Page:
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Good idea, bad packaging: Conservative Judaism

The American Whig Party collapsed in 1856. The Republican Party was its most successful successor. The party’s infrastructure and the loyalty of voters to the party disappeared, but its former members and “Whiggish” ideas didn’t vanish into thin air. President Abraham Lincoln had been a Whig, many in his administration were, many of his protectionist policies were, and three more presidents after him were also former Whigs.

“Going the way of the Whigs” is often employed as a way of saying some group is taking its final breaths of relevance. I apply the phrase to my own Conservative Movement in Judaism. In exactly the same way as happened historically. What I mean when I say this is that the infrastructure, the institutions of Conservative Judaism in the United States do seem to be collapsing, but its people exist and its ideas remain relevant and even essential to a healthy Judaism for our times.

Here on Long Island, news of another Conservative synagogue closing was days ago passed to me. This follows the ending of a successful week-long camp program for Conservative youth group members at Ramah of the Berkshires, historically a bastion of Movement success. I can go on. There is a much heralded shortage of rabbis for Conservative synagogues. My own rabbinic alma mater, the Ziegler School of Rabbinic Studies at the American Jewish University in Los Angeles is now homeless as the AJU is selling its campus to become a largely virtual endeavor.

All that points to institutional failure to me.

We see the rise of alternative paths for rabbinic study such as Hadar, and successful synagogues like B’nai Jeshurun in NYC or IKAR in LA, all of which, like Lincoln’s administration, are full of Conservative trained leaders.

This to me looks like ideological success. And I could go on from there. Ideas of learning truth from wherever it may appear because all truth is from God, even when that truth might originate outside of Judaism (something like, I don’t know, science, is an example). Thinking about the developing notion of God’s revelation to us, as revealed in our tradition by rabbis over time. Taking an intellectually curious approach with critical question asking and the willingness to tolerate differences of opinions and even differing forms of practice.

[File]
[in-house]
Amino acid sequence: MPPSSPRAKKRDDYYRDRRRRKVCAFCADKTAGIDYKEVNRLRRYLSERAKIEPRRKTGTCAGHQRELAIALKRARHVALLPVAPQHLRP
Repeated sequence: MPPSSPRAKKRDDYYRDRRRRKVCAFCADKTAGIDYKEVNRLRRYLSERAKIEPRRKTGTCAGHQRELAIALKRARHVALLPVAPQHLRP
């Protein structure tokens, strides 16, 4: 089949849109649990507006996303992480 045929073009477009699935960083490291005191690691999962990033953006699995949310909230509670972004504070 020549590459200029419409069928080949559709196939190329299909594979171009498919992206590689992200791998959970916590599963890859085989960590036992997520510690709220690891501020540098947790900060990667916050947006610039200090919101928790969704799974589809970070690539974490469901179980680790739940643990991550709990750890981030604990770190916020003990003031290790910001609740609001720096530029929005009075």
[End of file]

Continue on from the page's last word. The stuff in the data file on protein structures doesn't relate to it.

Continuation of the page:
All these are Conservative Judaism. And when you say they appear in other parts of the Jewish world, that, I would argue, is because Reform, Reconstructionist and Modern or Open Orthodoxy share similar attitudes. They didn’t necessarily derive them from sources within Conservative Jewish institutions (though look at leaders and members of Open Orthodoxy and the founders of Reconstructionism and you’ll find plenty of former Conservative Jews!), but that’s because such ideas weren’t created in the 20th century in New York or Los Angeles.

No, it’s because those ideas go back to the very core of what Rabbinic Judaism is. In that way, the ideas of Conservative Judaism are the truest expression of Jewish thought, even if the boxes in which they have been delivered lately show up late and damaged.

The Sages of the Talmud thought Conservative Jewish thoughts. They were willing to acknowledge when the Romans had truth to offer (Shab. 15b). They instituted takkanot to essentially abrogate aspects of Torah law (Shab. 33b), showing that revelation developed over time. As we also see in the famous oven of Akhnai story (BM 59), and they tolerated differing practices, such as the alternate understandings of lighting the menorah between Hillel and Shammai (Shab. 21b).

Does the Talmud contain passages with which you, dear reader, might refute my arguments? Actually, such ideas only support it – the fact the Talmud might contradict itself is an idea championed by Conservative Judaism.

So even after the last summer camp closes, even after the last seminary shuts its doors, even after the last synagogue erases “Conservative” from its sign, I have no fear. The Judaism God wanted us to practice, a middle of the road path, will still be a path many will tread, others will use as an aide to navigation, and it will always lead closer and closer to God.

About the Author
Aaron Benson is a Conservative rabbi on Long Island, serving at the North Shore Jewish Center. He is the current president of the Suffolk County Board of Rabbis and a chaplain for the Suffolk County Police Department.
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